LEGO Indiana Jones: The Original Adventures
What parents need to know
Parents Need to Know
Parents need to know that this game adds a humorous spin to the retelling of the first three Indiana Jones movies. While an understanding of the movies helps you to appreciate the humor in the game, the puzzle adventure game is compelling by itself, so kids don't need to have seen the movies to play. This is good because some of source movies are rated PG-13, whereas this "E+10" game is appropriate for kids as young as 9 (and younger if playing the DS version, which is the only version rated "E"). The "E+10" rating is a result of the cartoon violence; but these are all LEGO characters so when you fight and beat up on baddies, they explode into tiny LEGO pieces. Some of the fighting can be quite amusing because Indiana Jones will do things like give a thug a noogie until he explodes.
What's it about?
LEGO INDIANA JONES: THE ORIGINAL ADVENTURES retells the first three Indiana Jones movies (Indiana Jones and the Raiders of the Lost Ark, Indiana Jones and the Temple of Doom, and Indiana Jones and the Last Crusade) in a tongue-in-cheek manner through short video clips featuring the characters as LEGO creations. Players explore the exotic locales of the movie series from the Amazon jungles to the remote mountaintops of India, all depicted in slick blocky LEGO splendor. The gameplay combines puzzle play with action-adventure as you explore levels (chapters) from the movies. The object is to figure out how to work all the hidden levers, switches, and ramps so that you can move through the level, all the while fending off bad guys who are trying to stop you.
The game starts in Story Mode, where once you have completed the first level, all three movies are open for you to explore. Each movie has six chapters in the Story Mode, but offers many more secrets when you return in Free Play Mode. You can play as Indy or one of his cohorts, depending on the location, and can toggle between the two on the fly. Each character has his or her own method of fighting and special skills. Indy fights with his whip, which he can also use to latch onto pegs and fly across abysses. In the Free Play Mode, you can select which of 60 playable characters you want to accompany you. In both versions, you will also build with LEGO blocks to create gadgets that help you.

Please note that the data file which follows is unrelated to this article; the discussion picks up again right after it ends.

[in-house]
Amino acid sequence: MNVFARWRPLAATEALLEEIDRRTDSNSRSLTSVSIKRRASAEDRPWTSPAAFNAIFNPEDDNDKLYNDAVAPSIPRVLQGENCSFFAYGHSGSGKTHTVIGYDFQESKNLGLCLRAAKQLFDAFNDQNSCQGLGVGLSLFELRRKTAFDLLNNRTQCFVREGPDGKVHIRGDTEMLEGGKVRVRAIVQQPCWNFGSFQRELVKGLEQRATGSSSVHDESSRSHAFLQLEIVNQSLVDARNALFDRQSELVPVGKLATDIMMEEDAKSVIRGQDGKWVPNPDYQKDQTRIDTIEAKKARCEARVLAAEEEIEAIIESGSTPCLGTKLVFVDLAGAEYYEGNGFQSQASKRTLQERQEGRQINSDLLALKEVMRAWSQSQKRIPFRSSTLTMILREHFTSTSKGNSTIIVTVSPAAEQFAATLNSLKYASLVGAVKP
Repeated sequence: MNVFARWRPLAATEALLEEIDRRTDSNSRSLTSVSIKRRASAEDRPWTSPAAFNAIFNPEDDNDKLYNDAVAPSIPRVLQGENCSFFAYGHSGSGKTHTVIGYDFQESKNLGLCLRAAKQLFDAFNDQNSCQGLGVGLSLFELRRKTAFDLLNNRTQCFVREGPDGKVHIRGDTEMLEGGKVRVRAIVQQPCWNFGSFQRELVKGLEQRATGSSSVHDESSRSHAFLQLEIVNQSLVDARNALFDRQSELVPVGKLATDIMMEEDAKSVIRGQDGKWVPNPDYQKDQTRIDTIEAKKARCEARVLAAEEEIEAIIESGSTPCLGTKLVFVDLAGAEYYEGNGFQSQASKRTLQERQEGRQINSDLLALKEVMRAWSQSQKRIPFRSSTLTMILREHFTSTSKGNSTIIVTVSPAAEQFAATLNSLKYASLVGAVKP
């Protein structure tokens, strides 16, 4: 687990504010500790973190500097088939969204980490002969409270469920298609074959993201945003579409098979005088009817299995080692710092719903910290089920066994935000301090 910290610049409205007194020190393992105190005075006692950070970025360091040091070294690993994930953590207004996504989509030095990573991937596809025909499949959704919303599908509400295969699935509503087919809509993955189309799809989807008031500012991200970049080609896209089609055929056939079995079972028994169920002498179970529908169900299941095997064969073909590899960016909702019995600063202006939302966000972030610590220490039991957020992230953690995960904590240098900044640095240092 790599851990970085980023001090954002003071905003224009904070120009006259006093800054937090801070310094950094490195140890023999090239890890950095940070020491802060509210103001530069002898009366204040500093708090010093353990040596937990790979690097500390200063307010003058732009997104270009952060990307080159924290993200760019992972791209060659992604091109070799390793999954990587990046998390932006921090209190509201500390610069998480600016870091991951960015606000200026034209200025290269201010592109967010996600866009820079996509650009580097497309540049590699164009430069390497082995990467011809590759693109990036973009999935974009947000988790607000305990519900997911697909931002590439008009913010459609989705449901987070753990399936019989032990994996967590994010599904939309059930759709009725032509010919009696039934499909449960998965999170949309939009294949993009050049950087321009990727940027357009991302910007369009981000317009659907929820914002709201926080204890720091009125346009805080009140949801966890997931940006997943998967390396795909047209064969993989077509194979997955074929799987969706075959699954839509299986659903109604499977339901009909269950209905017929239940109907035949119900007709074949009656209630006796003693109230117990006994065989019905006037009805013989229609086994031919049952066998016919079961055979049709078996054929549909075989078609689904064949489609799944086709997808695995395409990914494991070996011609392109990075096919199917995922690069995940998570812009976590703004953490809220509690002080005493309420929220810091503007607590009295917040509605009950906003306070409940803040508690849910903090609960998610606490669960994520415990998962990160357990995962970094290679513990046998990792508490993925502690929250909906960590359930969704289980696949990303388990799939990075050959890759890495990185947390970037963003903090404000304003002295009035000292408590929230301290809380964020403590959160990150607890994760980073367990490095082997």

Is it any good?
The game is charming and funny, something even adult gamers can enjoy if they are fans of the movies. But at its heart, this is a family game. The gameplay is never too hard for kids, you have infinite lives, and the fighting, while there, is usually done in a comical manner. For example, you will see Indy grab a thug and give him a nuggie until he explodes into his component LEGO blocks. Another family-friendly aspect is the cooperative drop-in-drop-out two-person play where family or friends can always join in (except in the DS version, which requires two cartridges for multiplayer gameplay).
The Wii version is particularly satisfying because you get to flick the Wii remote with your wrist to mimic Indy's whip actions. If you have younger children, choose the DS version because it has less violence and it's easier to play. It also makes good use of the DS controls by having you blow into the microphone to extinguish torches, and draw on the screen to control Indy's whip.
Families can talk about...
Families can talk about whether playing this game made you want to see the Indiana Jones movies. Which of the three adventures did you like best? Is it better to have an actual person play with you or does the game's artificial intelligence do a good job?